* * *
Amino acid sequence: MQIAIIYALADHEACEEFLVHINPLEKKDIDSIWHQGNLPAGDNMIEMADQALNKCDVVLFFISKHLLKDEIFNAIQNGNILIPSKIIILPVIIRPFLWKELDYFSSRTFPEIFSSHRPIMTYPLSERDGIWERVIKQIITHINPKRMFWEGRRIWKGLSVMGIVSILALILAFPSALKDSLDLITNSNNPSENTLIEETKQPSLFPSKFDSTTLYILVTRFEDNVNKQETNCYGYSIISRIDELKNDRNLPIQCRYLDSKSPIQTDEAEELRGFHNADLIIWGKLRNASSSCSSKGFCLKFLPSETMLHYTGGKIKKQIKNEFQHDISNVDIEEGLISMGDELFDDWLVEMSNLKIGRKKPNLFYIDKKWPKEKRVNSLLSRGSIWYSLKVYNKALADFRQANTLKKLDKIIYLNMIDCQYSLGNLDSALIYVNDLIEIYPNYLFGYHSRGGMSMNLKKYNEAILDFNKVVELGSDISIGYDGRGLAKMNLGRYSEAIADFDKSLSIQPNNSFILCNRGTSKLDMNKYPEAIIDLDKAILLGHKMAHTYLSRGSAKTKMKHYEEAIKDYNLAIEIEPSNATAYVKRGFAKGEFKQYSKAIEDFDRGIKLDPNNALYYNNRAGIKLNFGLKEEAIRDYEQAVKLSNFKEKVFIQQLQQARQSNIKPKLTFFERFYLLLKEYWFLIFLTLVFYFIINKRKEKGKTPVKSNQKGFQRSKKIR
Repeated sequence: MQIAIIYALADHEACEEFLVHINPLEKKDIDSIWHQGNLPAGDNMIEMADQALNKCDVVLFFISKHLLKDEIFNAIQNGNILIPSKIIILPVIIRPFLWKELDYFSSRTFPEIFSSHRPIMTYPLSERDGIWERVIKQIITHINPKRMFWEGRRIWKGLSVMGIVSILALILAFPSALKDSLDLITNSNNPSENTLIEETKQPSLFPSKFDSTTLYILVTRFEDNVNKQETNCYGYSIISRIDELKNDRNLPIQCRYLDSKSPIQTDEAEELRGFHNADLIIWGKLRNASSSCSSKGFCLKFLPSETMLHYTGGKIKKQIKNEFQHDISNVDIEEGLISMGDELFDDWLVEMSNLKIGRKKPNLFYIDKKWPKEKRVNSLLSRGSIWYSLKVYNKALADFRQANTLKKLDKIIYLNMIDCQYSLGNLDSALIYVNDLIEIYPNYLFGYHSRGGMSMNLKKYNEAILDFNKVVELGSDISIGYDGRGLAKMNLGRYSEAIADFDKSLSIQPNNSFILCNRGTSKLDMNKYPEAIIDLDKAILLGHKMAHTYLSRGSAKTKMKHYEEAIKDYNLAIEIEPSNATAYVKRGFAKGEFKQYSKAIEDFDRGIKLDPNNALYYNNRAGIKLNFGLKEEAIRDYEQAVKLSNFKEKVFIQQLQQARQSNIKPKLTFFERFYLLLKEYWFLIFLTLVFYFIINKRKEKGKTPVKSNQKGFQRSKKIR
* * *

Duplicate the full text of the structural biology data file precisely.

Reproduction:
Amino acid sequence: MQIAIIYALADHEACEEFLVHINPLEKKDIDSIWHQGNLPAGDNMIEMADQALNKCDVVLFFISKHLLKDEIFNAIQNGNILIPSKIIILPVIIRPFLWKELDYFSSRTFPEIFSSHRPIMTYPLSERDGIWERVIKQIITHINPKRMFWEGRRIWKGLSVMGIVSILALILAFPSALKDSLDLITNSNNPSENTLIEETKQPSLFPSKFDSTTLYILVTRFEDNVNKQETNCYGYSIISRIDELKNDRNLPIQCRYLDSKSPIQTDEAEELRGFHNADLIIWGKLRNASSSCSSKGFCLKFLPSETMLHYTGGKIKKQIKNEFQHDISNVDIEEGLISMGDELFDDWLVEMSNLKIGRKKPNLFYIDKKWPKEKRVNSLLSRGSIWYSLKVYNKALADFRQANTLKKLDKIIYLNMIDCQYSLGNLDSALIYVNDLIEIYPNYLFGYHSRGGMSMNLKKYNEAILDFNKVVELGSDISIGYDGRGLAKMNLGRYSEAIADFDKSLSIQPNNSFILCNRGTSKLDMNKYPEAIIDLDKAILLGHKMAHTYLSRGSAKTKMKHYEEAIKDYNLAIEIEPSNATAYVKRGFAKGEFKQYSKAIEDFDRGIKLDPNNALYYNNRAGIKLNFGLKEEAIRDYEQAVKLSNFKEKVFIQQLQQARQSNIKPKLTFFERFYLLLKEYWFLIFLTLVFYFIINKRKEKGKTPVKSNQKGFQRSKKIR
Repeated sequence: MQIAIIYALADHEACEEFLVHINPLEKKDIDSIWHQGNLPAGDNMIEMADQALNKCDVVLFFISKHLLKDEIFNAIQNGNILIPSKIIILPVIIRPFLWKELDYFSSRTFPEIFSSHRPIMTYPLSERDGIWERVIKQIITHINPKRMFWEGRRIWKGLSVMGIVSILALILAFPSALKDSLDLITNSNNPSENTLIEETKQPSLFPSKFDSTTLYILVTRFEDNVNKQETNCYGYSIISRIDELKNDRNLPIQCRYLDSKSPIQTDEAEELRGFHNADLIIWGKLRNASSSCSSKGFCLKFLPSETMLHYTGGKIKKQIKNEFQHDISNVDIEEGLISMGDELFDDWLVEMSNLKIGRKKPNLFYIDKKWPKEKRVNSLLSRGSIWYSLKVYNKALADFRQANTLKKLDKIIYLNMIDCQYSLGNLDSALIYVNDLIEIYPNYLFGYHSRGGMSMNLKKYNEAILDFNKVVELGSDISIGYDGRGLAKMNLGRYSEAIADFDKSLSIQPNNSFILCNRGTSKLDMNKYPEAIIDLDKAILLGHKMAHTYLSRGSAKTKMKHYEEAIKDYNLAIEIEPSNATAYVKRGFAKGEFKQYSKAIEDFDRGIKLDPNNALYYNNRAGIKLNFGLKEEAIRDYEQAVKLSNFKEKVFIQQLQQARQSNIKPKLTFFERFYLLLKEYWFLIFLTLVFYFIINKRKEKGKTPVKSNQKGFQRSKKIR